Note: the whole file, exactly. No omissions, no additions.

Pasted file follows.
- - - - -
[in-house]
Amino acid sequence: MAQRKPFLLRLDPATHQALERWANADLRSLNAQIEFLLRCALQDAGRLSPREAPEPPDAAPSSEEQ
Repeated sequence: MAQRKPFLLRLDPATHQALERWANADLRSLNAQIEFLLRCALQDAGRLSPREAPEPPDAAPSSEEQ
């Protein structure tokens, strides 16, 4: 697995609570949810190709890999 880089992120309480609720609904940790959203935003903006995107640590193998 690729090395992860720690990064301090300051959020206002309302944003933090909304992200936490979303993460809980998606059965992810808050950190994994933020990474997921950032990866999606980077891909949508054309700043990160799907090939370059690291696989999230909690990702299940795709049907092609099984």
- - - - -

[in-house]
Amino acid sequence: MAQRKPFLLRLDPATHQALERWANADLRSLNAQIEFLLRCALQDAGRLSPREAPEPPDAAPSSEEQ
Repeated sequence: MAQRKPFLLRLDPATHQALERWANADLRSLNAQIEFLLRCALQDAGRLSPREAPEPPDAAPSSEEQ
């Protein structure tokens, strides 16, 4: 697995609570949810190709890999 880089992120309480609720609904940790959203935003903006995107640590193998 690729090395992860720690990064301090300051959020206002309302944003933090909304992200936490979303993460809980998606059965992810808050950190994994933020990474997921950032990866999606980077891909949508054309700043990160799907090939370059690291696989999230909690990702299940795709049907092609099984």